Humans prefer to do something rather than nothing. We like office environments that are a “hive of activity” and commend “men of action.” When stuck in a traffic jam, we will take an alternate route just to keep moving, even if it prolongs the journey. We tend, though, to conflate activity with productivity, mistaking the people whom we see doing the most with those who are the most valuable.

We see this bias in many domains. Our political leaders tend to respond to a crisis with ill-considered policies that capture attention but often do little good and may even do harm. It would be unacceptable for them to stand by and simply do nothing. While serving as both vice chairman of Harding Loevner and as chairman of a professional soccer club that competes in the English Football League (EFL), I have been struck by the parallels between investing and sports when it comes to the biases that damage effective decision-making. Studies have looked at penalty kicks in soccer. When a penalty is awarded, the ball is placed 12 yards from the center of the goal and a kicker gets the opportunity to score with only the goalkeeper standing in the way. It turns out that because of the goalkeeper’s bias for action, the optimal place to kick the ball is directly at the center of the goal. A goalkeeper will almost always dive one way or another in anticipation. If he dives the wrong way, he’s forgiven as having simply guessed wrong, or as being sent the wrong way by the kicker’s supposed feint. If he dives the right way, he has a chance to stop the ball entering the goal. If he merely stands in the middle, however, he is the subject of much abuse for doing nothing.

Investors fall victim to similar pressures and impulses. The immediate costs of transacting are low, and the propensity to transact is high. The result is that investors transact too much, and their returns suffer. They tend to transact at the wrong time, buying after prices have risen, and selling after prices have fallen.

Underlying these behaviors is a general misunderstanding of the roles of luck and skill. In sports and in investing, short-term results are the outcome of a combination of the two. Yet, we tend both to attribute the outcome more to skill than to luck and to extrapolate a series of outcomes (good or bad) into the future. This tendency stems from our deep-seated need for explanation, and a need to feel we are in control even when we are not. This occurs particularly in those sports, like soccer, that are generally low-scoring affairs. Unlike in basketball, for example, where there will be more than a hundred points in a game, the average number of goals in a professional soccer game is roughly three. The result of a single game will largely be driven by luck—one bobble of the ball, the inches between hitting a goalpost and scoring, a poor refereeing decision. Yet the narrative in post-match interviews is seldom “we got lucky.” At least, it’s seldom the case that “we got lucky” when the interviewee’s team wins. When the team loses, the loss is the result of bad luck! How similar this is to investment narratives, where there seems to be only two kinds of investment managers: the talented, and the unlucky.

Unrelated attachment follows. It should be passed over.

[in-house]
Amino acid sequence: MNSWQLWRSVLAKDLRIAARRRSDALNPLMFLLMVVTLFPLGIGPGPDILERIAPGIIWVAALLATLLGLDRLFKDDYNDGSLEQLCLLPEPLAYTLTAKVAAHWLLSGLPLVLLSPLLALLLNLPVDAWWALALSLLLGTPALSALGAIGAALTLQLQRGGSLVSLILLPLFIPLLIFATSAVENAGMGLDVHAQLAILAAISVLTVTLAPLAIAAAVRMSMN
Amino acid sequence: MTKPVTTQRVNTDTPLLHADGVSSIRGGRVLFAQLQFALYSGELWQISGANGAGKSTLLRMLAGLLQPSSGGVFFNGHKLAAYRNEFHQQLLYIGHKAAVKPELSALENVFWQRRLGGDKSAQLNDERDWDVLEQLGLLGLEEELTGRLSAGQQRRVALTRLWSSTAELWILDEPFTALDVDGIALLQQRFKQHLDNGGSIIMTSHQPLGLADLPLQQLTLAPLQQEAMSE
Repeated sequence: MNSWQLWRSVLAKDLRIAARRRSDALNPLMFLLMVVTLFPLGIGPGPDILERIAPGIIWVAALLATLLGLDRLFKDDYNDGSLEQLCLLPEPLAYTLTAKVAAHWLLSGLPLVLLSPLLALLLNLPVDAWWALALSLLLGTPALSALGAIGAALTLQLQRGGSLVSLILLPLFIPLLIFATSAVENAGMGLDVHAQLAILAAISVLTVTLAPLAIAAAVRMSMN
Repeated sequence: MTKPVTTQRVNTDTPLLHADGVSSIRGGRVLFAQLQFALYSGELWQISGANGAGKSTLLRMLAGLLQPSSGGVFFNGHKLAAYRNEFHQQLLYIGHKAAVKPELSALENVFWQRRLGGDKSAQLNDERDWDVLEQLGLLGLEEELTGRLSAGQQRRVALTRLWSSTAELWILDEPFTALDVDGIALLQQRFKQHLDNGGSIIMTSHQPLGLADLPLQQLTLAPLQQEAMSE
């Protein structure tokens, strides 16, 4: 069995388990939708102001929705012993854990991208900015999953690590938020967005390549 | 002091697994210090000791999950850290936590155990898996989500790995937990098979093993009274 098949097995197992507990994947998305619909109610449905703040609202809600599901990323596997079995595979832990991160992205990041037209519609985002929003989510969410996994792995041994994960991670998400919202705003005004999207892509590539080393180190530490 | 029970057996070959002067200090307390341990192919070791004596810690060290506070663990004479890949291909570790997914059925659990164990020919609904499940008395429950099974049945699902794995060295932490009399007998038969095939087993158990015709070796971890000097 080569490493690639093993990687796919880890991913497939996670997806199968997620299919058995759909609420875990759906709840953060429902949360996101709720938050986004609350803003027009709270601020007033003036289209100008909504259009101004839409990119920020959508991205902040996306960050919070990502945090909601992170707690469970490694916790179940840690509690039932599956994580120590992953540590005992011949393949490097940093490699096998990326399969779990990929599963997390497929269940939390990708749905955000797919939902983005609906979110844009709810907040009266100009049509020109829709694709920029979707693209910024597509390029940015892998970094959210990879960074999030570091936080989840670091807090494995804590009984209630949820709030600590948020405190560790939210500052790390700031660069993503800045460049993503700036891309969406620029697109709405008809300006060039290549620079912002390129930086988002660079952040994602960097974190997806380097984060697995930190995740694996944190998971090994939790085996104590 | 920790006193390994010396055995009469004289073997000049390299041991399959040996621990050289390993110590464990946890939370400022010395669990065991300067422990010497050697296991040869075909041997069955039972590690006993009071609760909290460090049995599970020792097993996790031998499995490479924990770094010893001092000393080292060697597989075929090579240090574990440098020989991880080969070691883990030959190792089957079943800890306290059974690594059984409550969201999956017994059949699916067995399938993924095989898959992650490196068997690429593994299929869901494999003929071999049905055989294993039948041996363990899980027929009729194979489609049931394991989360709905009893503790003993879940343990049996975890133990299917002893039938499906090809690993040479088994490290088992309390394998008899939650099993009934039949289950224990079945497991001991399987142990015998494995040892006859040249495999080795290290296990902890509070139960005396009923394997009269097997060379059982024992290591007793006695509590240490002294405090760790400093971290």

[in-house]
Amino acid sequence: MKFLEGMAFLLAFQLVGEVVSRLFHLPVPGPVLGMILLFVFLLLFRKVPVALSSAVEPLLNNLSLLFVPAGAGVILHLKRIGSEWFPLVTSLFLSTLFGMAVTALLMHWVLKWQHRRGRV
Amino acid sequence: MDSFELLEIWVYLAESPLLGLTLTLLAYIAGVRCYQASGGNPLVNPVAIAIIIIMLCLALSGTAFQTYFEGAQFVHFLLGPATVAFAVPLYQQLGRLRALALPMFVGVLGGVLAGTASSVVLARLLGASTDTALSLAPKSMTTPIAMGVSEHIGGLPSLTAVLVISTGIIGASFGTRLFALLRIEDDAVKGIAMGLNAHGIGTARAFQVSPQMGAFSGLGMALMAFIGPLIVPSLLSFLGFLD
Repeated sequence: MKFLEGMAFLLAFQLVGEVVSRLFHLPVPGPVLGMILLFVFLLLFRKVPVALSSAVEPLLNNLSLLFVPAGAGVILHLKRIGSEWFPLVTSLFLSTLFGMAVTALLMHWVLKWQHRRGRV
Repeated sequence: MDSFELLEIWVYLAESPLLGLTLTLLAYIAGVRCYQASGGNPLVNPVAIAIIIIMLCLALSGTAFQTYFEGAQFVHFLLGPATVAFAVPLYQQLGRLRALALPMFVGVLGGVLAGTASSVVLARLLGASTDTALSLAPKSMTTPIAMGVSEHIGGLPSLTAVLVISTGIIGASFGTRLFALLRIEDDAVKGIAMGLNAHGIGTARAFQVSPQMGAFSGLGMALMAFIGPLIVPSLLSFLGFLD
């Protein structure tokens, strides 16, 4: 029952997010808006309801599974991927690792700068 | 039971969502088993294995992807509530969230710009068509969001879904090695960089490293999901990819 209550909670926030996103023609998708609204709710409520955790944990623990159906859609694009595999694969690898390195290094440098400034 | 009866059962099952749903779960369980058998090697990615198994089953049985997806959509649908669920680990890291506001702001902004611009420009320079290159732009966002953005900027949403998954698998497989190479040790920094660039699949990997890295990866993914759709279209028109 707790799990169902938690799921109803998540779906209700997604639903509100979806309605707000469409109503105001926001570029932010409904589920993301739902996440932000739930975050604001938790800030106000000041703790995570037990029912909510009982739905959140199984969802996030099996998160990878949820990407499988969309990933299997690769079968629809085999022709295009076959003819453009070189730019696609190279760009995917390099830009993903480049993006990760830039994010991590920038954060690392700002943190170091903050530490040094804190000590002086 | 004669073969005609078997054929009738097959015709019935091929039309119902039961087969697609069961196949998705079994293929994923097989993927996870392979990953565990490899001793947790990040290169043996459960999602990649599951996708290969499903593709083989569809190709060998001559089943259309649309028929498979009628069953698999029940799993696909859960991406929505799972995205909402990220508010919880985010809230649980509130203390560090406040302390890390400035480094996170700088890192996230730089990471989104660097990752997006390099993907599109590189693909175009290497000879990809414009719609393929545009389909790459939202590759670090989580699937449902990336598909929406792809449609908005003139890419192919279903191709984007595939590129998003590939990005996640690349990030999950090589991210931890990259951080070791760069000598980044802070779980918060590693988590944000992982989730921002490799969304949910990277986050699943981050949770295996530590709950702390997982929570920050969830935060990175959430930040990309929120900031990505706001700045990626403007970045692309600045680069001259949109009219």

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Culture Club

In sports, dynasties like the American football Packers of the 1960s, the New Zealand All Blacks national rugby squad, and basketball’s San Antonio Spurs have demonstrated the power of culture to bind individuals together and enable a team to produce results above what could be expected by simply adding up the expected contributions of each member. The business world has tried to produce similar results; although exactly what culture is remains poorly defined, the hundreds of jobs available on LinkedIn seeking an individual to oversee a company’s culture certainly attest to its importance. I’ve been fortunate to have a front row seat at an investment firm (Harding Loevner) known for its strong culture and, more recently, at a UK football club (Plymouth Argyle) that is trying to develop a culture that will strengthen the organization behind the team on the pitch. As is frequently the case because of my dual roles, the parallels between the two industries and the two organizations are very much on my mind.

There are many similarities between cultures at football clubs and investment organizations, despite the underlying processes required by their core activities—making decisions on the pitch about how to try and score and defend or making decisions about buying and selling securities—being very different.

In both industries, the goal is for the team to be greater than the sum of its parts. On the pitch, an individual must rely on teammates, but certainly not debate or challenge them. Rather, coaches teach decision making so that, like muscle memory, it is instantaneous and requires little active thought.

At Harding Loevner, rules and processes constrain decision making to prevent it from being dominated by cognitive biases. Colleagues think for themselves but must expose their ideas to challenge. This is the core of our investment culture—what we call “collaboration without consensus.” We believe that one of the most difficult biases to overcome in conducting research is the tendency to give precedence to evidence that confirms our beliefs and to ignore evidence that challenges them. So, it is important that our ideas be continuously exposed to challenge. However, this leads to other problems. Humans, as social beings, generally don’t like disagreement; they are literally fearful of it. That’s why an important part of a culture of collaboration without consensus is that it be enabled by both transparency and the value of tolerance. We strive to sustain an environment in which colleagues do not feel threatened by disagreement and recognize that challenges—while discomfiting—are essential for good decision making.